• Decide for each word whether it's data (, 3829, somepage.php, etc.) or description (Load, Connection, page, etc.) by counting the frequency of each word in a sample of your data set. Description words presumably occur significantly more often than a particular data word. You'll have to tweak the threshold to find one that partitions the words into the two categories. If this doesn't work for all cases, e.g., because there's an IP address that occurs very often, a manual black list should fix this.
  • Process each line by computing a signature from the set of its description words only (a string hash of the concatenated description words should work). Count the occurrence of each signature.

Performance (very rough estimate): in the 1. phase it suffices to sample your data, in the 2. phase you have to sequentially process each line, so you are within O(n) where n is the number of lines in your data set (use a hash map for O(1) insert in the 1. phase and O(1) test in the 2. phase). Memory consumption depends on the number of distinct words (1. phase) and distinct sentences (2. phase). If you have a large variation of words, the dictionary for counting occurrences in the first phase could become problematic.

In Python, as data structures I would try with the special (performant) dict data type Counter.

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Frequency counting is a good idea. Counting ngrams might provide an even better indicator. – Nick Johnson Jun 2 '11 at 0:52

well, i think the comparison idea is out of scope for this problem. even comparing the hash/mapped value consumes much time. so bucketing based on the mapping of error message(string) and then validating could be the possible way.

for this, you need to find some idea to map the individual string( its just reverse of hashing techniques which emphasizes more on avoiding collisons) but i guess here the collisions for nearly same string is ok. so the mapping function should be function of positional property of alphabets, the length of the string.

when the mapping is done we create a bucket with value range group 1: (0-10)(or like this according to value) group 2: (10-20)..... and so on.... since we said that the similar string should have similar value,the similar string are placed on same bucket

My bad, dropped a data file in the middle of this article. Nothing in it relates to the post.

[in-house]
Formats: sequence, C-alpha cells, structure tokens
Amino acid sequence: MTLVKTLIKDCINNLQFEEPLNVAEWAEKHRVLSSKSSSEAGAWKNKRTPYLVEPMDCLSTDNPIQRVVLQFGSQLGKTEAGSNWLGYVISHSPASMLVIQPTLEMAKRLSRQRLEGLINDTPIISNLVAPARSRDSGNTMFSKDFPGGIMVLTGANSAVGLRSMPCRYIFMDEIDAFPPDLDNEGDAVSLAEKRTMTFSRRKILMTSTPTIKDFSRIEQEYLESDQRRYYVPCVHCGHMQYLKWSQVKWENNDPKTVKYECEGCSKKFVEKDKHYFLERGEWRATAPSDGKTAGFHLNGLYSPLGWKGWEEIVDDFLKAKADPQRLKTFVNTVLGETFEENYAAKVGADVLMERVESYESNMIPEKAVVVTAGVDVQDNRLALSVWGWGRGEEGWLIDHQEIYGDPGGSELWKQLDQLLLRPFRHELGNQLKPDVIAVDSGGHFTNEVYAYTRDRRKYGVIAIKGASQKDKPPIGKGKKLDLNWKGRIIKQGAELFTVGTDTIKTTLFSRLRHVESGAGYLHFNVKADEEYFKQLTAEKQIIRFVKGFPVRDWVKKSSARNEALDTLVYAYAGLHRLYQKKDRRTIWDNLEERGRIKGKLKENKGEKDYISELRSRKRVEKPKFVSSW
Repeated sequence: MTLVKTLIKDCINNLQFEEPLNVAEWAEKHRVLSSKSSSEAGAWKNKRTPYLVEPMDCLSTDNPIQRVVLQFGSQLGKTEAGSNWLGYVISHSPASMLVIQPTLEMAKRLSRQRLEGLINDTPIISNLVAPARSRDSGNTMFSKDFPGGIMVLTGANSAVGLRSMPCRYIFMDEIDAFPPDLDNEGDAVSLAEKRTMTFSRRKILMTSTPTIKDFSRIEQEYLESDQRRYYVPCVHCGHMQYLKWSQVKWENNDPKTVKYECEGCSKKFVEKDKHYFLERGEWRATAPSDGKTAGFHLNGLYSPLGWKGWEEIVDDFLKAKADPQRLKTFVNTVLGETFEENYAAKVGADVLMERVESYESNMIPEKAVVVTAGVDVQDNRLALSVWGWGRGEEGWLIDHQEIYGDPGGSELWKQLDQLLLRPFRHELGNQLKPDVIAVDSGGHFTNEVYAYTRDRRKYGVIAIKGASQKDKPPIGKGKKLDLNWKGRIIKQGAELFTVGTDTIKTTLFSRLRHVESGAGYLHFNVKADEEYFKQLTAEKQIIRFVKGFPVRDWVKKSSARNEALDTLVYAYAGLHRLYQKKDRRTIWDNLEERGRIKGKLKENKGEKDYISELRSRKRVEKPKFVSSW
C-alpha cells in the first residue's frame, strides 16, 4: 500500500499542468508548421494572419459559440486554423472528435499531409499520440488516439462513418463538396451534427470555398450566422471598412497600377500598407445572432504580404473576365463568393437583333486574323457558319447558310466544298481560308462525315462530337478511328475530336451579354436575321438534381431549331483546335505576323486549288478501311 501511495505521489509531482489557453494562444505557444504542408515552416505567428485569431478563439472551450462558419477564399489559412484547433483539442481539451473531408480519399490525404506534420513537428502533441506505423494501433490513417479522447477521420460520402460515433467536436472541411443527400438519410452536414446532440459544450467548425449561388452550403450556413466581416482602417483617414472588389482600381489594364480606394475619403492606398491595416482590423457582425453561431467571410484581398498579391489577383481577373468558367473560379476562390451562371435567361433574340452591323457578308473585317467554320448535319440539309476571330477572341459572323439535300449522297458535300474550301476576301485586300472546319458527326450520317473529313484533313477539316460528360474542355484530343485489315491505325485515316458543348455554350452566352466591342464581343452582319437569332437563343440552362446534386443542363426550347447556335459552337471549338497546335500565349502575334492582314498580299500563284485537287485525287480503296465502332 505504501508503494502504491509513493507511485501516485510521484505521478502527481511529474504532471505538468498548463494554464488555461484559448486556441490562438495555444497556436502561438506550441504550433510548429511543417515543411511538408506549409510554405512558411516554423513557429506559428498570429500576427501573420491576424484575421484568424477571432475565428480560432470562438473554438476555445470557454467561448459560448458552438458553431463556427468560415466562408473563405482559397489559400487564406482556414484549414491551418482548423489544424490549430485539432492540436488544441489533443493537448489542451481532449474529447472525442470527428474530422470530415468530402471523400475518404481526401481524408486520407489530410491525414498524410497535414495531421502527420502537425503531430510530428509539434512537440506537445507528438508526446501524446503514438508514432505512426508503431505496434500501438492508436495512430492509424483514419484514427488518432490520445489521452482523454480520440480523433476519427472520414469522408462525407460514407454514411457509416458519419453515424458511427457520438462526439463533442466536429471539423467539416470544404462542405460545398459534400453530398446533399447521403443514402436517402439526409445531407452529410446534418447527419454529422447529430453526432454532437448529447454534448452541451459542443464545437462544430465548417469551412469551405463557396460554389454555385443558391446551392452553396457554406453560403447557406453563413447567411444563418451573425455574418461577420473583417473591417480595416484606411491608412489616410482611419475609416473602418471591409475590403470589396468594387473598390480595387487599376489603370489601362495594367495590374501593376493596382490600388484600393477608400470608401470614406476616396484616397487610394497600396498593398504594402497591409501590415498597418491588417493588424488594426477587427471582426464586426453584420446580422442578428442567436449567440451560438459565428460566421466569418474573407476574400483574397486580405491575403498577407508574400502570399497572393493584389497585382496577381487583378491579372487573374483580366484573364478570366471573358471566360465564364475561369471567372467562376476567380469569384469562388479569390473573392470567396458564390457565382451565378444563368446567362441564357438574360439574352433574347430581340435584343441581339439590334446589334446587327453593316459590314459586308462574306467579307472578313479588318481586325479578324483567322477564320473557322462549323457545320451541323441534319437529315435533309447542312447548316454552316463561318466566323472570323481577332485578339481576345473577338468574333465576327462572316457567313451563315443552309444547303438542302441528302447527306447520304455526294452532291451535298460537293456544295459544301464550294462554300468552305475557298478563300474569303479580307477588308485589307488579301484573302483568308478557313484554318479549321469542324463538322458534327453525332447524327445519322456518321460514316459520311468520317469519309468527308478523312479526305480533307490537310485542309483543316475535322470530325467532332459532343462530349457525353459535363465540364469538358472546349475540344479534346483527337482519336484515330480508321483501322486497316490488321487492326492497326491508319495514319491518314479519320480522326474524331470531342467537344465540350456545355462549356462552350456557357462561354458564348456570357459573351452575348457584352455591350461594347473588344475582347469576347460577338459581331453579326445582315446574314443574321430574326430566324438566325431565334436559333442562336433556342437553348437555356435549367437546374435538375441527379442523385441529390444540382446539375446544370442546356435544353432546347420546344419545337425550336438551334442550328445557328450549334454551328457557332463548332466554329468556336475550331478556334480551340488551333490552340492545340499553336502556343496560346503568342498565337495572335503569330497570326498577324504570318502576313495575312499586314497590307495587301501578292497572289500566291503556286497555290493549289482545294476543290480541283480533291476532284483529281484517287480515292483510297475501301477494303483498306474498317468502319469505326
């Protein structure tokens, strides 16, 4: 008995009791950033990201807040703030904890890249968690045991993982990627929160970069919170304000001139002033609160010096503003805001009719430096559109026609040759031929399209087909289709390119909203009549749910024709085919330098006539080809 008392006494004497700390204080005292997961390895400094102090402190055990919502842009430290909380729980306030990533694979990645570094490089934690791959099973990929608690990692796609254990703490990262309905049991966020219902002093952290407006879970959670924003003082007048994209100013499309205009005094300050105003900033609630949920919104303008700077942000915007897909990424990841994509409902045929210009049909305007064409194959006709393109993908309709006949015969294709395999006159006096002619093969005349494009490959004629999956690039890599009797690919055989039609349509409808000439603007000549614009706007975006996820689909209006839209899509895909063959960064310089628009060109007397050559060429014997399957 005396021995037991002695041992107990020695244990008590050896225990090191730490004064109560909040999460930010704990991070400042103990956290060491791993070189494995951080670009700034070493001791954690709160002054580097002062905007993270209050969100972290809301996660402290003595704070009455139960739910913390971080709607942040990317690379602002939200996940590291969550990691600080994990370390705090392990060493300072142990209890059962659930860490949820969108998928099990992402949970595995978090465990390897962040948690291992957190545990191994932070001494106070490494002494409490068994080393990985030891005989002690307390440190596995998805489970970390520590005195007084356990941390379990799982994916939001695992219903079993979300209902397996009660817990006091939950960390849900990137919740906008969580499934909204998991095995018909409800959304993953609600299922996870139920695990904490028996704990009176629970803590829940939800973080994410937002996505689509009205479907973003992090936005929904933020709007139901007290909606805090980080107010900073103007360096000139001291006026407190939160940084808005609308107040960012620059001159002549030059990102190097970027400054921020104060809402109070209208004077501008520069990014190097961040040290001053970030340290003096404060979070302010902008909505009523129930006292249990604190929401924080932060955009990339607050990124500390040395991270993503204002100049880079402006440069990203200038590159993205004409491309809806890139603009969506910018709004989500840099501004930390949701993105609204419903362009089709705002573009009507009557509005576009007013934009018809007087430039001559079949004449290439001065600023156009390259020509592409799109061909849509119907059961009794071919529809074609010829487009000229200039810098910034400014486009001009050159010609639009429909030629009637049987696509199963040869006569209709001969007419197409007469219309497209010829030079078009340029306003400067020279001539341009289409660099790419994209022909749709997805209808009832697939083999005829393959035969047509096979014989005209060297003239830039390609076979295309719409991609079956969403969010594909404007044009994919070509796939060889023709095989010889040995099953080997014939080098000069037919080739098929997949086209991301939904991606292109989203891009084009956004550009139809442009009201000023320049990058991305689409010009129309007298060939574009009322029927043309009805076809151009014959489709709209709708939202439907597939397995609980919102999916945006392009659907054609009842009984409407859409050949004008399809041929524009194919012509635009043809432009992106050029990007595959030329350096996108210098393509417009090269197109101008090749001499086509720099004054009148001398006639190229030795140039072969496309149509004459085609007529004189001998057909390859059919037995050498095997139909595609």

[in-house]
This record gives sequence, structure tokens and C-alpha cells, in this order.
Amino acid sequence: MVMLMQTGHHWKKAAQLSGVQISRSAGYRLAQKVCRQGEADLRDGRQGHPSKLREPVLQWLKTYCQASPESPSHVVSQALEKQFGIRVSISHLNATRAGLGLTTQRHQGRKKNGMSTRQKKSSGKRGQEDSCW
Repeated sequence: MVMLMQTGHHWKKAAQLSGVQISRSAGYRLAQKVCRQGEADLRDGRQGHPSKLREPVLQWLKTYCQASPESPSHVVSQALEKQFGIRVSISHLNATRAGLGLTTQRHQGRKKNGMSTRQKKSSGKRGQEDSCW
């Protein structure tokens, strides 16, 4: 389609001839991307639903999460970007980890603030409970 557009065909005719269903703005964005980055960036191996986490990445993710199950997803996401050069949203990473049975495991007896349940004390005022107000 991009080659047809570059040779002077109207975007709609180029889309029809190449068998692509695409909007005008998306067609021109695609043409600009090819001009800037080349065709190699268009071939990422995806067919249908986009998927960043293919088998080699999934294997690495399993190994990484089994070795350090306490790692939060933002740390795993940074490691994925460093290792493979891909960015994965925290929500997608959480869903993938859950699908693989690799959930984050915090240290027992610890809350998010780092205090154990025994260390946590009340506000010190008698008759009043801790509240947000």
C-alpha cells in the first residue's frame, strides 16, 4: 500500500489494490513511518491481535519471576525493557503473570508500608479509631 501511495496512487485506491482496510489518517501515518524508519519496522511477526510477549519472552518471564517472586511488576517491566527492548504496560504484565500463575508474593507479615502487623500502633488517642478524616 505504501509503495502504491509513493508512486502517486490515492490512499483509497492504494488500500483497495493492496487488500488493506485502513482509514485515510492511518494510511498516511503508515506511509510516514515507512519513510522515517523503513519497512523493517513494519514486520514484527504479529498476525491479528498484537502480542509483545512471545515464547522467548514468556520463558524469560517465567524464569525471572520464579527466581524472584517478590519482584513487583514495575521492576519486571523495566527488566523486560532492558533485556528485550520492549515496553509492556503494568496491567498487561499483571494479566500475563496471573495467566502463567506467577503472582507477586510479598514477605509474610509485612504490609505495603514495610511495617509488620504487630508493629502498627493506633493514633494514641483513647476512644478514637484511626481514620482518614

so whenever the new message encounter we mapp it with numeric equivalent and put to suitable bucket.

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something like singhles algorithm "rabin karp" may work but u may need to modify somewhat – John Smith Jul 12 '11 at 3:27

It is very hard to answer without any assumptions on the input.

My approach would be:

  1. Take a look at your input and make rules about the grouping, and implement these rules (possibly with regexes).
  2. Then create a "misc" group for those that didn't match any.
  3. Collect data, and see if there are patterns in that group that you can write regexes for.
  4. Repeat until you have a satisfyingly small "misc" group.

Only you can tell (without assumptions) if you want to group together a particular set of "similar" strings or not. There must be a finite amount of error message types, so this should yield a good enough result after a few iterations.

Another approach might be, with the assumption that the similarity is based on the numbers and IP addresses in the strings, is to search for those, and use these numbers to classify the items. This again, involves being more concrete about your rules, but might spare you the iterated rule-making (if the assumption is actually valid).

One could think of measuring the levenshtein-distance between strings (or using a similar algorithm), but for classification that would require way too many steps.

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Look at my updated question with my current idea, I think it solves it quite elegantly without resorting to manual intervention? – John Wu Jun 1 '11 at 8:28
You can answer your own questions BTW (you really should put that part as an answer, so people can comment it and you can accept it if that's the solution). My approach will classify each string in O(1) steps (actually: number of rules steps). If the complexity you described in you answer is acceptable then go for it, you don't need to make rules manually. – Tamás Szelei Jun 1 '11 at 8:33
Can't self-answer for the first 8 hours, on newly registered accounts. Will wait and see if anyone else comes up with anything different! – John Wu Jun 1 '11 at 8:54

Hmm, why re-invent the wheel - have a look at the free version of splunk, it is designed for these kind of tasks.

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If it were up to me, I would use python and regular expressions. Disclaimer: I've never used python on the scale that you're talking about.

Here are the first two items from your sample output, rewritten in regular expression notation:

  • r"Load of page \w+.php by client [.\d]+ failed due to error \d+"
  • r"Connection to [.\d]+ port \d+ timed out client [.\d]+ source port \d+"

Not so bad, right? You can use these as the "keys" for your top-level buckets.

Then your code for matching a given string (s) to a bucket becomes incredibly simple:

for bucket in buckets:
   if re.match(bucket.regex, s):
# else if no buckets match, generate a new bucket/regex for s

Generating these regular expressions will be the tricky part. You need to have rules for choosing parts of the string that need to be generalized out. In your case, the general parts seem to be numbers, IP addresses and filenames. You'll have to come up with the right expressions for each scenario, but here's a simple substitution that replaces numbers in the string with the regex pattern representing a number.

pattern = r"\d+"
re.sub(pattern, pattern, "Failed to count from 0 to 600")
# returns r"Failed to count from \d+ to \d+"

I bet you would get pretty far with the \d+ substitution and nothing more.

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The problem with this approach is that the different error strings are not known ("I have no idea of all the possible error strings"). – alienhard Jun 1 '11 at 8:52
As alienhard pointed out, and as I explicitely stated in the question, I have no idea about possible error strings rendering your answer invalid. Manual classification is a definite no-go. – John Wu Jun 1 '11 at 8:54